It's here. The start of the 2011 hurricane season. And so is the seasonal hurricane forecast of Phil Klotzbach and Bill Gray at Colorado State University. Their summary:
We continue to foresee well above-average activity for the 2011 Atlantic hurricane season. We are predicting the same levels of activity that were forecast in early April due to the combination of expected neutral ENSO conditions and very favorable atmospheric and oceanic conditions in the tropical Atlantic. We continue to anticipate an above-average probability of United States and Caribbean major hurricane landfall.
16 named storms
5 intense hurricanes
Compare that to the average during the 50 years between 1950 and 2000:
10 named storms
2 intense hurricanes
Sea surface heights captured by the OSTM/Jason-2 satellite. Credit: NASA/JPL.
The four reasons for Klotzbach's and Gray's above-average forecast:
1. The likelihood of neutral to weak La Niña conditions between August and October, the most active portion of the hurricane season.
One way we track La Niña's characteristic water temperatures is by tracking sea surface heights, which are used to calculate how much heat is stored in the ocean below.
A weak or neutral La Niña generally results in average to below average levels of vertical wind shear. Weaker winds allow hurricanes to grow.
Tropical Cyclone Heat Potential on 31 May 2011. Credit: NOAA.
2. Above average May sea surface temperatures in the tropical Atlantic.
As you can see in the image above, sea surface temperatures are already at or above the tropical storm threshold of about 26 degrees Centigrade. As of 31 May, they were about 0.5 above normal in the Atlantic and 0.5 to 1.0 C above normal in the Gulf of Mexico.
That's kindling to a hurricane's fire.
Atmospheric pressures at sea level. Anomalies recorded across the Atlantic in May 2011. Credit: NOAA.
3. Below average atmospheric sea level pressures during May in the tropical Atlantic.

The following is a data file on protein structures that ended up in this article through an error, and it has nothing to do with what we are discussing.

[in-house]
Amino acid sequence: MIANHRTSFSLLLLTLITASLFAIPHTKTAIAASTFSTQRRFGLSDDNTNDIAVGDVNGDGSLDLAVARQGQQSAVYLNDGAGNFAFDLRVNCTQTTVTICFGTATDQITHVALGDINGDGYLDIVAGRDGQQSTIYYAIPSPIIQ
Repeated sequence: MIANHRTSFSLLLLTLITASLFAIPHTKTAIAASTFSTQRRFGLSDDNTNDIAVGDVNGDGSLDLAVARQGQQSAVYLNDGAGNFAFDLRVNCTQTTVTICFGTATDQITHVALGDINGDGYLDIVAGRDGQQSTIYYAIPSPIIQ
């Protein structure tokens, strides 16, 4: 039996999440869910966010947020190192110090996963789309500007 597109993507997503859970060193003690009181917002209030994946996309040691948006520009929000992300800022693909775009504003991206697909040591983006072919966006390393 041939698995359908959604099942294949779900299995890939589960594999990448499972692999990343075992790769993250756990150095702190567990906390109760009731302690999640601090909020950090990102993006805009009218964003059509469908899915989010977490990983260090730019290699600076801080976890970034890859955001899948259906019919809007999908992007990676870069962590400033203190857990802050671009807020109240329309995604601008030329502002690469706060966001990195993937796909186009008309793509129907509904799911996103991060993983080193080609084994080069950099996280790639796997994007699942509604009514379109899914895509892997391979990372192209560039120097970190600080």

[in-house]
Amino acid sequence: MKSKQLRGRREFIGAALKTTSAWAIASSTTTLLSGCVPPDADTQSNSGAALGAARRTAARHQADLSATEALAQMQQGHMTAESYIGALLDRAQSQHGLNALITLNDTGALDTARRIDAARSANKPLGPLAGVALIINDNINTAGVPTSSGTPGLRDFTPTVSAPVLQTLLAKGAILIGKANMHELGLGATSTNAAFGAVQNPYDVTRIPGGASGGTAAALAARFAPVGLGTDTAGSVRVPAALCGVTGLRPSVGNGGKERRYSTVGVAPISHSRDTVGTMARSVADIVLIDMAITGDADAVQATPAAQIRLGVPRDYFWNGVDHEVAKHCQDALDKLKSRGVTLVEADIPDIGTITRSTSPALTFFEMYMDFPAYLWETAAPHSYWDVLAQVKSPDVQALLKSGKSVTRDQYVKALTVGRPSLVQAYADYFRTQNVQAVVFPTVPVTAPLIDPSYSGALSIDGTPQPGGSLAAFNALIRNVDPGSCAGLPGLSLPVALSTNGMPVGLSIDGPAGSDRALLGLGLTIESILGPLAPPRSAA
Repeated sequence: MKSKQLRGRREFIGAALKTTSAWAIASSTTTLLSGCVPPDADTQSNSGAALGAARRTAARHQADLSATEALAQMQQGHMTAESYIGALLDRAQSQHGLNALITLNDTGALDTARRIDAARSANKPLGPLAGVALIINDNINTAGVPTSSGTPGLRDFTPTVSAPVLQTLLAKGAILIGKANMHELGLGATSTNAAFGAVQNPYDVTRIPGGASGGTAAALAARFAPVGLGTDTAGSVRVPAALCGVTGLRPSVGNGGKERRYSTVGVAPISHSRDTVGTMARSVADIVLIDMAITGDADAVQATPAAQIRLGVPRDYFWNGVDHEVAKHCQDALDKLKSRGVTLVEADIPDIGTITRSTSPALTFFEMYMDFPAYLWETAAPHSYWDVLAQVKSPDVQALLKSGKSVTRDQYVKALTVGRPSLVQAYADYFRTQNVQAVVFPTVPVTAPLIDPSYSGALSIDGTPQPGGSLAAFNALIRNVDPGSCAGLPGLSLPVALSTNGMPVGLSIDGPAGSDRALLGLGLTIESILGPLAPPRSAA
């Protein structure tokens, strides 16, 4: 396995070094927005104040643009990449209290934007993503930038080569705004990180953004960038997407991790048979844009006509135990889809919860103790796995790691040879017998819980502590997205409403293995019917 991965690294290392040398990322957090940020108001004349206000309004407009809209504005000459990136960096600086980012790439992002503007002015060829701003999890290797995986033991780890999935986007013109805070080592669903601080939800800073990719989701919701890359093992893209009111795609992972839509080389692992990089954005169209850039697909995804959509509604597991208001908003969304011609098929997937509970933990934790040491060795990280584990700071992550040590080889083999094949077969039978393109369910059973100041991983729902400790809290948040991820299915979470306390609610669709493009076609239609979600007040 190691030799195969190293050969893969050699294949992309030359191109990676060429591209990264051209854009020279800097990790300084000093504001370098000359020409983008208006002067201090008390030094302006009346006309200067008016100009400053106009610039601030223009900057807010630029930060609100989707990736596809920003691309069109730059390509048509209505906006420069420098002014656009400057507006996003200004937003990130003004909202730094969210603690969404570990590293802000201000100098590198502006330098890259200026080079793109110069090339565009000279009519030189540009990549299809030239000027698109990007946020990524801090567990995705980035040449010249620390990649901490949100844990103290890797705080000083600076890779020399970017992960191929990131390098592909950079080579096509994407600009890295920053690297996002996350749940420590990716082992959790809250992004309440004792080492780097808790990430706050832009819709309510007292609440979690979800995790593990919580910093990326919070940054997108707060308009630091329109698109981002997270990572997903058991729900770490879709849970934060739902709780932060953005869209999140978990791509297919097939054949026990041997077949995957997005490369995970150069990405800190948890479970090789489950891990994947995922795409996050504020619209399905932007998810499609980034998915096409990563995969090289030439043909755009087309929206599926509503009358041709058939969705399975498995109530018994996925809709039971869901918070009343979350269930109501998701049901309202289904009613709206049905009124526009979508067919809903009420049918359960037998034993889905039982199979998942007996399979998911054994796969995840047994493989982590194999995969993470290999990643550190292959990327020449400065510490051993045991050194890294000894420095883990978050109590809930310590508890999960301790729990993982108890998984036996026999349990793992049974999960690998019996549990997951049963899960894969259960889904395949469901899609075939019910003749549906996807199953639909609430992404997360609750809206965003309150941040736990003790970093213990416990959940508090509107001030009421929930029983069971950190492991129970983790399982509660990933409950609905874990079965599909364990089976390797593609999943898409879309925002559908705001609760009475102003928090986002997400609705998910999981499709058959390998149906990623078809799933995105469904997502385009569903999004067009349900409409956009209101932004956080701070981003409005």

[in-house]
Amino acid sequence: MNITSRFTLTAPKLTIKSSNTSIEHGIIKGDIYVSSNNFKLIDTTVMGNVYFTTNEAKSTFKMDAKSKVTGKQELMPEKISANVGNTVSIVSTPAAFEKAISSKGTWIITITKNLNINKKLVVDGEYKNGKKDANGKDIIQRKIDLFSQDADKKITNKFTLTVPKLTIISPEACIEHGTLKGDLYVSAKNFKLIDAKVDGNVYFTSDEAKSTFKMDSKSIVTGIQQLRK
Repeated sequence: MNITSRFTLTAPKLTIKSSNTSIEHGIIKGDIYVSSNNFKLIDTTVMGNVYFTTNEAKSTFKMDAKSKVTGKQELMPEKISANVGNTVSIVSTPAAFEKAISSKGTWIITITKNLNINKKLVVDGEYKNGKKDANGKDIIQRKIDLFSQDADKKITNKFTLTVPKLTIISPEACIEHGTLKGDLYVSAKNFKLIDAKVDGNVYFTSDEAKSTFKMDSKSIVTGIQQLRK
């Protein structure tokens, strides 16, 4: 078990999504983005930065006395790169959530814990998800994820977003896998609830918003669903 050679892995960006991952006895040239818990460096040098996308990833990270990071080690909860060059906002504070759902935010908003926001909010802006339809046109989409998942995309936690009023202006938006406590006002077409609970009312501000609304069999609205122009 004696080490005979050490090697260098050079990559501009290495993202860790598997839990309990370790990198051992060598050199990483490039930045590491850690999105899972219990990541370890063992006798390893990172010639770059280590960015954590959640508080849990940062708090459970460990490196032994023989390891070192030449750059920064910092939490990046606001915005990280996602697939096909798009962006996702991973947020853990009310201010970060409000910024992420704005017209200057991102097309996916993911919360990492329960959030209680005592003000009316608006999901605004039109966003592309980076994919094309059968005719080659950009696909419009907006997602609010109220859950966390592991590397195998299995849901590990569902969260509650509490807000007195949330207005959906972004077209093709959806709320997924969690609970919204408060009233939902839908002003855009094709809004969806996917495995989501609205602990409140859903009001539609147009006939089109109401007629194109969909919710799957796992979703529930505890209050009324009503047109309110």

You can see the extent of anomalously low sea level pressures throughout most of the tropical and subtropical Atlantic in the image above.
Lower pressures are gas to a hurricane's fire.
Simplified view of the oceanic thermohaline circulation, also known as the ocean conveyor belt. Credit: NOAA.
4. The current phase of the Atlantic Multi-Decadal Oscillation, which began in 1995, is conducive to bigger and more frequent hurricanes. The forecasters explain it thus:
Atlantic Multi-Decadal Oscillation (AMO)—A mode of natural variability that occurs in the North Atlantic Ocean and evidencing itself in fluctuations in both sea surface temperature and sea level pressure fields. The AMO is likely related to fluctuations in the strength of the oceanic thermohaline circulation. Although several definitions of the AMO are currently used in the literature, we define the AMO based on North Atlantic sea surface temperatures from 50-60°N, 10-50°W.
Hurricane Alley. Image courtesy NASA GSFC.
It mostly all starts in Hurricane Alley (above), when storms fueled by hot air over the Sahara Desert meet cooler air over the Gulf of Guinea and roll off Africa into the Atlantic.
Some of these waves, which begin with a simple thunderstorm—not that a thunderstorm is ever simple—will provide the sparks of energy and spin needed to grow a hurricane a few miles down the line in the waters of the Atlantic or the Caribbean or the Gulf of Mexico.
Here are the known travel paths of all 1,325 tropical cyclones born between 1851 and 2004.
The Klotzbach and Gray forecast calls for a much-higher-than-average chance of a major hurricane hitting the US this year:
A 48-percent chance along the East Coast, when 31 percent is average
A 47 percent chance along the Gulf Coast, when 30 percent is average
A 61 percent chance in the Caribbean, when 42 percent is average
The video shows 2010's only June hurricane, Alex, and its two-week long birth and death, as it fought its way across the Atlantic, getting torn apart and rebuilding, finally forming as a hurricane in the Gulf of Mexico.
The cyclic passing of gauzy white layers across the screen from right to left marks the transition from day to night, as the data from the visible spectrum of the daytime passes to the data from the infrared at night.
Crossposted from Deep Blue Home.